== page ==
"Freemasonry" on:
Wikipedia
Google
Yahoo

George Briggs (New York Politician)
Whig RepublicanProfession Hardware dealer, politicianThis article needs additional citations for verification. Please help improve this article by adding citations to reliable sources. Unsourced material may be challenged and removed. (March 2018) (Learn how and when to remove this template message)George Briggs (May 6, 1805 – June 1, 1869) was an American politician and a United States Representative from New York.Contents1 Biography 2 Career 3 Death 4 References 5 External linksBiography[edit] Born near Broadalbin, Fulton County, New York Briggs moved to Vermont in 1812 with his parents, who settled in Bennington. He attended the public schools. Career[edit] Biggs engaged in business as a dealer in hardware, and was a member of the Vermont House of Representatives in 1837
[...More...]

"George Briggs (New York Politician)" on:
Wikipedia
Google
Yahoo

picture info

Volunteer Fireman
A volunteer fire department (VFD) is a fire department composed of volunteers who perform fire suppression and other related emergency services for a local jurisdiction. A volunteer fire department can act in support of a career or otherwise paid fire department, or it can act as the primary response agency in an area. This varies between jurisdictions. The first large organized force of firefighters was the Corps of Vigiles, established in ancient Rome in 6 AD. The term "volunteer" contrasts with career firefighters who are fully compensated for their services. Some volunteer firefighters may be part of a combination fire department that utilizes both full-time and volunteer firefighters. In this way, a station can be staffed 24 hours between volunteer and career firefighters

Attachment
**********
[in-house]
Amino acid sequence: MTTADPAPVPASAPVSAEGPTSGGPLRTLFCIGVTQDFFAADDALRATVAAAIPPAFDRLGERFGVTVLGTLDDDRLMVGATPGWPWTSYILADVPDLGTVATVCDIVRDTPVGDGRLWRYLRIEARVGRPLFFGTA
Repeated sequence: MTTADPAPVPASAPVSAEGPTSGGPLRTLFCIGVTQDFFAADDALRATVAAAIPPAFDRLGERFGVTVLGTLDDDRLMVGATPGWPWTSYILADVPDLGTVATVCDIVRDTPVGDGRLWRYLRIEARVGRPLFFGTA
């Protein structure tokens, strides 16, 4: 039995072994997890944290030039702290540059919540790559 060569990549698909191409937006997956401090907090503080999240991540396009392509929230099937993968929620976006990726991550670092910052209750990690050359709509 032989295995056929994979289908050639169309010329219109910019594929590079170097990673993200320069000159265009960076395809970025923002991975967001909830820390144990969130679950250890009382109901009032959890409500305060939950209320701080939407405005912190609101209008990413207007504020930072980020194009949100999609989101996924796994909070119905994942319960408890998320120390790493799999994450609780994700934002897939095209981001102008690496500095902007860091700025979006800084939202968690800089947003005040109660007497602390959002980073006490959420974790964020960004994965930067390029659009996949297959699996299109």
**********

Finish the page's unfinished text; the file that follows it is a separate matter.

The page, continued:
[...More...]

"Volunteer Fireman" on:
Wikipedia
Google
Yahoo

picture info

Bengal Tiger
The Bengal
Bengal
tiger ( Panthera
Panthera
tigris tigris) is the most numerous tiger subspecies in Asia, and was estimated at fewer than 2,500 individuals by 2011. Since 2008, it is listed as Endangered on the IUCN Red List and is threatened by poaching, loss and fragmentation of habitat
[...More...]

"Bengal Tiger" on:
Wikipedia
Google
Yahoo
.